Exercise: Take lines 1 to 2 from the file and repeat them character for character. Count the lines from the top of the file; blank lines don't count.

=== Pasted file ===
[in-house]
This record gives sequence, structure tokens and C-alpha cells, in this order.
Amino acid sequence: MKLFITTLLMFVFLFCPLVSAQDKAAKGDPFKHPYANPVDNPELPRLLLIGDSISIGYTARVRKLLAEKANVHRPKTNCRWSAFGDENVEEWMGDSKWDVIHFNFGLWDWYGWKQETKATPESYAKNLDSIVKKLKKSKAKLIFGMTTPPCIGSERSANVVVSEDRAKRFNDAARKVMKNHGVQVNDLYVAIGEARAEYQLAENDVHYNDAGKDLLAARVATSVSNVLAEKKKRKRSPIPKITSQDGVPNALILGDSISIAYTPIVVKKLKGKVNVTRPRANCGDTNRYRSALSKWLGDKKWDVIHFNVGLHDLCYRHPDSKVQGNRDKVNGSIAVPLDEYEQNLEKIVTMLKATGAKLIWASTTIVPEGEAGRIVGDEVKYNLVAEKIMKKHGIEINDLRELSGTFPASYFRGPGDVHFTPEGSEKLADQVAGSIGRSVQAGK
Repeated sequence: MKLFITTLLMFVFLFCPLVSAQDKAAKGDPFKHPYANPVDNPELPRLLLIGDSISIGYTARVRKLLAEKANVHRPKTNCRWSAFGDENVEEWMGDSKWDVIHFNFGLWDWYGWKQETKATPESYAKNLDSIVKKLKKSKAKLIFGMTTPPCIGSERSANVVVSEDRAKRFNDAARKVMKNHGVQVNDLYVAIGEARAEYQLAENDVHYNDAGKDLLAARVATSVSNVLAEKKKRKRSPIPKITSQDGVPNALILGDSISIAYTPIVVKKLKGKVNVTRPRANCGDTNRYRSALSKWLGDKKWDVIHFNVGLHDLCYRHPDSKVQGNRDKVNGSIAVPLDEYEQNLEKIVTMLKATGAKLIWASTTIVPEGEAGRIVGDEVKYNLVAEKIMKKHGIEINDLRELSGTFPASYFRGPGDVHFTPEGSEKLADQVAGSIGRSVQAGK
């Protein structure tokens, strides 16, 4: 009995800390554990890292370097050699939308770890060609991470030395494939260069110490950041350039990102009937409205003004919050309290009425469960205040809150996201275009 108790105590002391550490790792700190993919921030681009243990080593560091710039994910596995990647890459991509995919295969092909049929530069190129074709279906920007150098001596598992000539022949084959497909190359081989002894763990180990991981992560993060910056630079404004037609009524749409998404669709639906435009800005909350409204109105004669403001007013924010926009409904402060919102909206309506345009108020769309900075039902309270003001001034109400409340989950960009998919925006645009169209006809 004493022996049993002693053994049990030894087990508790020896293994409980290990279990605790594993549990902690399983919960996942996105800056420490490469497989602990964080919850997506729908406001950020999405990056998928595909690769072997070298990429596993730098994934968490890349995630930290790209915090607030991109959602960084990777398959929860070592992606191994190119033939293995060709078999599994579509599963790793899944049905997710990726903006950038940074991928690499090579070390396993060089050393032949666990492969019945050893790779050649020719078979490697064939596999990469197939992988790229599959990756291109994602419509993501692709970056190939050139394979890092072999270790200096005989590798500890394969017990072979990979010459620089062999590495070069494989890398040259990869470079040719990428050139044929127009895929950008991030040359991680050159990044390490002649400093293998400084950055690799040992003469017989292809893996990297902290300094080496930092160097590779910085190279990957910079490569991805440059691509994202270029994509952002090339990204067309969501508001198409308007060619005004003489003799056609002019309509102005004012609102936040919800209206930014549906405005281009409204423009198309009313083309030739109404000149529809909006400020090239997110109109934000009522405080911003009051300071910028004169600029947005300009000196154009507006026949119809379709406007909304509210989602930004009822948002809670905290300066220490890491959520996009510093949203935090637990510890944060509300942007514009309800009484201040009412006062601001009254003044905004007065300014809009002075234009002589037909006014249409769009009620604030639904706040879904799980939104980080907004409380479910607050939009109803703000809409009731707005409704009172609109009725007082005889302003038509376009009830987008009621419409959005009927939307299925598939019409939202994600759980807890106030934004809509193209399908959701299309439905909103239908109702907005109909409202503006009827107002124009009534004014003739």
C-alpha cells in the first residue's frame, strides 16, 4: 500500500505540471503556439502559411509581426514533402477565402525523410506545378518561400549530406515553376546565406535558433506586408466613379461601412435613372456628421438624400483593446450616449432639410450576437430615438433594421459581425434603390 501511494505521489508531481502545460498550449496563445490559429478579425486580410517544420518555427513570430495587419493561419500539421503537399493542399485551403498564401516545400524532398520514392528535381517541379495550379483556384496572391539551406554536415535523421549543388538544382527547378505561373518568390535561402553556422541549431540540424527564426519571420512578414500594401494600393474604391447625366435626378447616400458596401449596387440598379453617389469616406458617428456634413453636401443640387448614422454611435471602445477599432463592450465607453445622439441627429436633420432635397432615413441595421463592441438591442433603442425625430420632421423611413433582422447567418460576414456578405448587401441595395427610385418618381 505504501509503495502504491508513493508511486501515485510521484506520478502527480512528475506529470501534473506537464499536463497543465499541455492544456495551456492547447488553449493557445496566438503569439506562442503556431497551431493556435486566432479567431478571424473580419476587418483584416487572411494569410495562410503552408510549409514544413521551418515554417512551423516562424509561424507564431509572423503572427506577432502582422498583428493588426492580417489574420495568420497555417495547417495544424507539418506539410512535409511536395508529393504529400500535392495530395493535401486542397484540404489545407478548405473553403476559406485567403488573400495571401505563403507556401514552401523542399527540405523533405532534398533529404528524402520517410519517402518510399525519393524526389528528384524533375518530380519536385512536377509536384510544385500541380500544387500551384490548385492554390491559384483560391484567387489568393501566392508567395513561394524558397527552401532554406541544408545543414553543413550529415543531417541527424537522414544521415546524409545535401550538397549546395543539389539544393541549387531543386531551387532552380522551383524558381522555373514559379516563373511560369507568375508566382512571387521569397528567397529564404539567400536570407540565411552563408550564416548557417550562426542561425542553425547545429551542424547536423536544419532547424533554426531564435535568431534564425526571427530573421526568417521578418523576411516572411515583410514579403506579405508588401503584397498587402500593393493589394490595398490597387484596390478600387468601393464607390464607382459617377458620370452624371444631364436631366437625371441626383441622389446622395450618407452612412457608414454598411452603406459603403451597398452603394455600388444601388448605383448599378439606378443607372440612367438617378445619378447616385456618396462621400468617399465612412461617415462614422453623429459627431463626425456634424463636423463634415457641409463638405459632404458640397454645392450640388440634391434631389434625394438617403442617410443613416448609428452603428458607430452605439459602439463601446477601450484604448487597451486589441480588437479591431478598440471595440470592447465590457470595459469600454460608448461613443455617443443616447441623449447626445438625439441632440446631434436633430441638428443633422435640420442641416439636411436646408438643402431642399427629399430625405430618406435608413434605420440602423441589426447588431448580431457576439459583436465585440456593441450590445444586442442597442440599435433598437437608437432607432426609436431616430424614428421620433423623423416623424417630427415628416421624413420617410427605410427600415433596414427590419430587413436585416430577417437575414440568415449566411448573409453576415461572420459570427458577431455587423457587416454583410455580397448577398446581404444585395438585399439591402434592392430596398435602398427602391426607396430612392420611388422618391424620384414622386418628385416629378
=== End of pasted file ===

[in-house]
This record gives sequence, structure tokens and C-alpha cells, in this order.